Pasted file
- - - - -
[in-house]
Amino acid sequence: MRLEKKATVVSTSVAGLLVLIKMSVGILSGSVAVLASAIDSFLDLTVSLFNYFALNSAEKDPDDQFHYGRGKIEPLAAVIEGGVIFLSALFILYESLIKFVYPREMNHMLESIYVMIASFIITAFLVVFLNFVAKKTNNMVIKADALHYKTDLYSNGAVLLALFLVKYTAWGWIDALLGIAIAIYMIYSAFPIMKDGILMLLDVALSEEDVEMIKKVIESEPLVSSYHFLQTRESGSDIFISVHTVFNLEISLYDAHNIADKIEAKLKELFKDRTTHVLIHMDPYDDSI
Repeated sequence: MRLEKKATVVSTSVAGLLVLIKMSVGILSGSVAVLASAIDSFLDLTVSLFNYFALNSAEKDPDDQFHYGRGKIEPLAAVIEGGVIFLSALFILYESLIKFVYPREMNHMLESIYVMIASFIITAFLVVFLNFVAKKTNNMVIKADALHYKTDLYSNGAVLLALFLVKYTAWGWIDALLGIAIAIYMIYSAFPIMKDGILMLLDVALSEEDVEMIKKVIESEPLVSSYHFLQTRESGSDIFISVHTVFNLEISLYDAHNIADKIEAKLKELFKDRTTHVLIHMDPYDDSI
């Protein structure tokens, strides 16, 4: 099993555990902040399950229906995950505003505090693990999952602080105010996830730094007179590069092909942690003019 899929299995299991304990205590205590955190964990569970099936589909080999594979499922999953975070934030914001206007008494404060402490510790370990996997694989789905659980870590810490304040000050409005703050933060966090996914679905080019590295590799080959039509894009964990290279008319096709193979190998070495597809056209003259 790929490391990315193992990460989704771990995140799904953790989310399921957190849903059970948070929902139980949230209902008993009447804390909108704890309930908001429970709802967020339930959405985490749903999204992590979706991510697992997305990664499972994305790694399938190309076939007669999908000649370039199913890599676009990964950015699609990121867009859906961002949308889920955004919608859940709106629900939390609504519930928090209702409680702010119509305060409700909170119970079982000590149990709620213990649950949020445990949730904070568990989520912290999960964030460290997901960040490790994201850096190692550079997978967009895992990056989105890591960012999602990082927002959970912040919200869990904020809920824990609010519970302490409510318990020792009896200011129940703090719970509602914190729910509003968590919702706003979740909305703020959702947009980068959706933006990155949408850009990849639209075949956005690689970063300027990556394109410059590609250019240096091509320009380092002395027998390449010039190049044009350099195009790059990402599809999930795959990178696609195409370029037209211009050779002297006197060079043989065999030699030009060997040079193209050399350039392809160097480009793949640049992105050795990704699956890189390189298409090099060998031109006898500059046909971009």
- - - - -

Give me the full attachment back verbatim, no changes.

[in-house]
Amino acid sequence: MRLEKKATVVSTSVAGLLVLIKMSVGILSGSVAVLASAIDSFLDLTVSLFNYFALNSAEKDPDDQFHYGRGKIEPLAAVIEGGVIFLSALFILYESLIKFVYPREMNHMLESIYVMIASFIITAFLVVFLNFVAKKTNNMVIKADALHYKTDLYSNGAVLLALFLVKYTAWGWIDALLGIAIAIYMIYSAFPIMKDGILMLLDVALSEEDVEMIKKVIESEPLVSSYHFLQTRESGSDIFISVHTVFNLEISLYDAHNIADKIEAKLKELFKDRTTHVLIHMDPYDDSI
Repeated sequence: MRLEKKATVVSTSVAGLLVLIKMSVGILSGSVAVLASAIDSFLDLTVSLFNYFALNSAEKDPDDQFHYGRGKIEPLAAVIEGGVIFLSALFILYESLIKFVYPREMNHMLESIYVMIASFIITAFLVVFLNFVAKKTNNMVIKADALHYKTDLYSNGAVLLALFLVKYTAWGWIDALLGIAIAIYMIYSAFPIMKDGILMLLDVALSEEDVEMIKKVIESEPLVSSYHFLQTRESGSDIFISVHTVFNLEISLYDAHNIADKIEAKLKELFKDRTTHVLIHMDPYDDSI
């Protein structure tokens, strides 16, 4: 099993555990902040399950229906995950505003505090693990999952602080105010996830730094007179590069092909942690003019 899929299995299991304990205590205590955190964990569970099936589909080999594979499922999953975070934030914001206007008494404060402490510790370990996997694989789905659980870590810490304040000050409005703050933060966090996914679905080019590295590799080959039509894009964990290279008319096709193979190998070495597809056209003259 790929490391990315193992990460989704771990995140799904953790989310399921957190849903059970948070929902139980949230209902008993009447804390909108704890309930908001429970709802967020339930959405985490749903999204992590979706991510697992997305990664499972994305790694399938190309076939007669999908000649370039199913890599676009990964950015699609990121867009859906961002949308889920955004919608859940709106629900939390609504519930928090209702409680702010119509305060409700909170119970079982000590149990709620213990649950949020445990949730904070568990989520912290999960964030460290997901960040490790994201850096190692550079997978967009895992990056989105890591960012999602990082927002959970912040919200869990904020809920824990609010519970302490409510318990020792009896200011129940703090719970509602914190729910509003968590919702706003979740909305703020959702947009980068959706933006990155949408850009990849639209075949956005690689970063300027990556394109410059590609250019240096091509320009380092002395027998390449010039190049044009350099195009790059990402599809999930795959990178696609195409370029037209211009050779002297006197060079043989065999030699030009060997040079193209050399350039392809160097480009793949640049992105050795990704699956890189390189298409090099060998031109006898500059046909971009």